The UK today awarded contracts to double emergency supplies of flu drugs to treat everyone who is predicted to fall ill in a pandemic, making the UK one of the most prepared countries in the world.
The agreements with Roche and GlaxoSmithKline will double antiviral stockpiles, which are expected to be in place by April 2009. The contracts will deliver an additional 7.6 million treatment courses of Tamiflu (Roche) and 10.6 million treatment courses of Relenza (GlaxoSmithKline). Once the extra capacity is in place, there will be 33.5 million treatment courses of antivirals.
Without antiviral treatment, estimates suggest that up to 750,000 people could die in the UK during a pandemic. Antivirals will play a key role in the clinical response, reducing the severity of the illness and reducing the chance that complications such as pneumonia will set in.
There are currently enough drugs for a quarter of the population, but the latest cross-government pandemic plan aims to cope with the worse case scenario of an infection rate that could hit up to half the UK population. Contracts awarded today by the Department of Health will ensure that we can meet that aim.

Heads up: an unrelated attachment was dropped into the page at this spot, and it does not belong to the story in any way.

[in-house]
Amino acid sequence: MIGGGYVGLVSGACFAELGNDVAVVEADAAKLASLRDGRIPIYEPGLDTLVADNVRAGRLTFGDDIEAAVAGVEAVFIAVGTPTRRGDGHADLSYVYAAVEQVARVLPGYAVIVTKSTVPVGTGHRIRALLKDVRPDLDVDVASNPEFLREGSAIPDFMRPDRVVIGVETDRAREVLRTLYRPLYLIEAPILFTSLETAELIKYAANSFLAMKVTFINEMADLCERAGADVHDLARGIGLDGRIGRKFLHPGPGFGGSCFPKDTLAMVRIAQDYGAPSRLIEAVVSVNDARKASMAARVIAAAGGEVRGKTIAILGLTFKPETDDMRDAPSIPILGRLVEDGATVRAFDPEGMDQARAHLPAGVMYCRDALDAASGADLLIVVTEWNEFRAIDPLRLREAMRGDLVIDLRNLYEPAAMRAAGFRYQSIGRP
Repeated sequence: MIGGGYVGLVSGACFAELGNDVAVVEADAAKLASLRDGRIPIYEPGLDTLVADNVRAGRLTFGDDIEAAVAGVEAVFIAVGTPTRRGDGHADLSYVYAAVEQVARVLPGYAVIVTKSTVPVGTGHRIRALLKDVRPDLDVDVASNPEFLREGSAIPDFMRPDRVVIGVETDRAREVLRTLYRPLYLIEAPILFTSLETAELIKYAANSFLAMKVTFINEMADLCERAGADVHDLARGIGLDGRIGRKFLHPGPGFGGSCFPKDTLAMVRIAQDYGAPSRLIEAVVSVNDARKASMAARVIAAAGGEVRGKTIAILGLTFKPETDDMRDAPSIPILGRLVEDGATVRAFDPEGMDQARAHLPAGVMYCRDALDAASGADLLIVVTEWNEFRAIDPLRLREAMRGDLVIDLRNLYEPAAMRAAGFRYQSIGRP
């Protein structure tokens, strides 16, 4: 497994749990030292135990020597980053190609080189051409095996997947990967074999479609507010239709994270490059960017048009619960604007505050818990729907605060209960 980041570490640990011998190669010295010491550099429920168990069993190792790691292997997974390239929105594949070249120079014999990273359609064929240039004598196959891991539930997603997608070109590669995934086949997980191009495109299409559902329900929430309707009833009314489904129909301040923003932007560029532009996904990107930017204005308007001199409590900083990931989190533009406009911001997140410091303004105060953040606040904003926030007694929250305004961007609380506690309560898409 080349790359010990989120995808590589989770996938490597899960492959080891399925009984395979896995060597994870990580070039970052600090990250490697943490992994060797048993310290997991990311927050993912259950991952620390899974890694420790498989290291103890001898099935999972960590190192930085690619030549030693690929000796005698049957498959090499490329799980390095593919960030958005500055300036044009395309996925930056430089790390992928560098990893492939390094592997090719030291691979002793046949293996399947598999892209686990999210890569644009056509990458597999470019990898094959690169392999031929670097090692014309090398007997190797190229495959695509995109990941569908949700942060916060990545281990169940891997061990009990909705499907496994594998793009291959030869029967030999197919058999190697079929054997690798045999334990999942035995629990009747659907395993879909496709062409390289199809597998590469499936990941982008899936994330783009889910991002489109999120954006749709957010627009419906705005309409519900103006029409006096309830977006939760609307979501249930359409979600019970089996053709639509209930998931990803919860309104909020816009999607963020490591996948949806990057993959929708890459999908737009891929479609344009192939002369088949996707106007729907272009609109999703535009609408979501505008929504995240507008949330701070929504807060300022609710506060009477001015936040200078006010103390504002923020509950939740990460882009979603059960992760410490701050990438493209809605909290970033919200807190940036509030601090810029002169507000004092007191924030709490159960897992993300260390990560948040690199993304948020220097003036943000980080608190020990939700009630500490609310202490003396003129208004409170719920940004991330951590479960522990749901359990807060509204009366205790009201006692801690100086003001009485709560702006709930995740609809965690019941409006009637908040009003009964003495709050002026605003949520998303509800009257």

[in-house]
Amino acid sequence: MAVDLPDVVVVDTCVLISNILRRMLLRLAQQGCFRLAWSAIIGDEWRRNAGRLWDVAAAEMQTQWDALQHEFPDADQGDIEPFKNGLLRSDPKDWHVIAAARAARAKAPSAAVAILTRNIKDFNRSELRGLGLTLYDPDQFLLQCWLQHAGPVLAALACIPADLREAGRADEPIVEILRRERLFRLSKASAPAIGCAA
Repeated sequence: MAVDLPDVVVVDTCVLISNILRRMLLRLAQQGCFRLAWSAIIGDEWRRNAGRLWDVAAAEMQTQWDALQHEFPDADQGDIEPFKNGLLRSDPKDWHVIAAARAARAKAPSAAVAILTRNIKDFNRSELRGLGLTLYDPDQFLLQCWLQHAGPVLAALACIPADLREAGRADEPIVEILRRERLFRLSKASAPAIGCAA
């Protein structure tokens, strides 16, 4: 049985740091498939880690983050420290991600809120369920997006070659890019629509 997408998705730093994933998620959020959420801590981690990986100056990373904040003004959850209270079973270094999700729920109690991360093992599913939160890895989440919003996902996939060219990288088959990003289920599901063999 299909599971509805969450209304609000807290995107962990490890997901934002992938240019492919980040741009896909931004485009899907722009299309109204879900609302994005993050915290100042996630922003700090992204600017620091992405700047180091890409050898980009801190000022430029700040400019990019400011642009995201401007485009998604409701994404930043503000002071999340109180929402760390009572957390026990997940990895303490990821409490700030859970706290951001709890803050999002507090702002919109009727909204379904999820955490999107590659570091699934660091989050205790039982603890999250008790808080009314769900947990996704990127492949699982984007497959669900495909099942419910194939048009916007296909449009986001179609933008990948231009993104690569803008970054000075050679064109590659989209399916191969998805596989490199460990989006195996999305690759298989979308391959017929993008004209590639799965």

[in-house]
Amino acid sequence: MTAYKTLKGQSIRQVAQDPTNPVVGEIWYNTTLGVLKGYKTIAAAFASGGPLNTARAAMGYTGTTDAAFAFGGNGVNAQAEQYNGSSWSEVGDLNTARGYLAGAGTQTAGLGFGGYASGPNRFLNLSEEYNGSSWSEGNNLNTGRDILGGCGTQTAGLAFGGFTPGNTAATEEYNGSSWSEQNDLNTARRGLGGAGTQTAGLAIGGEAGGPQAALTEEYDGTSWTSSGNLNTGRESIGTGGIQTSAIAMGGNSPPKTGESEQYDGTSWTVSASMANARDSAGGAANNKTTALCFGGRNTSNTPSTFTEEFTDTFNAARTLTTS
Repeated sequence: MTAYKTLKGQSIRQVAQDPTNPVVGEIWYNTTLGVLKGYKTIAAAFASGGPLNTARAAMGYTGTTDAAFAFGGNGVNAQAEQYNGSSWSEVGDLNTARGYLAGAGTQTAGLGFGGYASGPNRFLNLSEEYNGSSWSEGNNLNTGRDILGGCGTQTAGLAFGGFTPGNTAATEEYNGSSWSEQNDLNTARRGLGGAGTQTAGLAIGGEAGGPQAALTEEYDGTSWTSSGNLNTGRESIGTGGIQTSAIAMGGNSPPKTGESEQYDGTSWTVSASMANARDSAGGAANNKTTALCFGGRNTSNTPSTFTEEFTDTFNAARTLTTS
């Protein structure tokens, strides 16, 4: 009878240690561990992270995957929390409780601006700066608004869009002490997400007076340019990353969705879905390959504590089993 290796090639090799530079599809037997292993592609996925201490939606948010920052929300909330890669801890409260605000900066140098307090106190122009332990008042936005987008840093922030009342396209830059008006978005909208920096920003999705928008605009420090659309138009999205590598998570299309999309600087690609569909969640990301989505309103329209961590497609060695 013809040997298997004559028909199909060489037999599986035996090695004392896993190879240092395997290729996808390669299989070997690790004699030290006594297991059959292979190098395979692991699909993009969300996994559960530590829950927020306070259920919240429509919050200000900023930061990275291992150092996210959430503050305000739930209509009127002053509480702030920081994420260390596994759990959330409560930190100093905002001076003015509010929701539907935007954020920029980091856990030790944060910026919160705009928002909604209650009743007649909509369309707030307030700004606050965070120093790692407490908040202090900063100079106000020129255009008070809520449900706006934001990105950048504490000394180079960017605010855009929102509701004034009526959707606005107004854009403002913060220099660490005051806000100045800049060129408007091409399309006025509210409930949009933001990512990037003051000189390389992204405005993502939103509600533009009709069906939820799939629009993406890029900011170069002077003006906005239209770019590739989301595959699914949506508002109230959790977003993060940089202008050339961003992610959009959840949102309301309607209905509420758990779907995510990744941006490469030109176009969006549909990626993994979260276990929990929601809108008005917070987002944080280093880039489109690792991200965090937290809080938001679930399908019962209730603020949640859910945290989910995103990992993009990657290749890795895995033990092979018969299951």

Public Health Minister Dawn Primarolo said: "The UK is already widely recognised as one of the best prepared countries in the world. The increased flu-drug stockpile means that we should be able to treat everyone who falls ill in a pandemic.
"Antivirals are an important part of our robust countermeasure strategy and will ensure we respond effectively in the event of a flu pandemic."
World Health Organization Assistant Director-General for Health Security and Environment Dr David Heymann said: "The UK remains among the best prepared countries in the world.
"Purchasing enough antivirals to treat the worst case attack rate scenario, and two different antivirals in case resistance develops, is a first class example of the UK's advanced planning."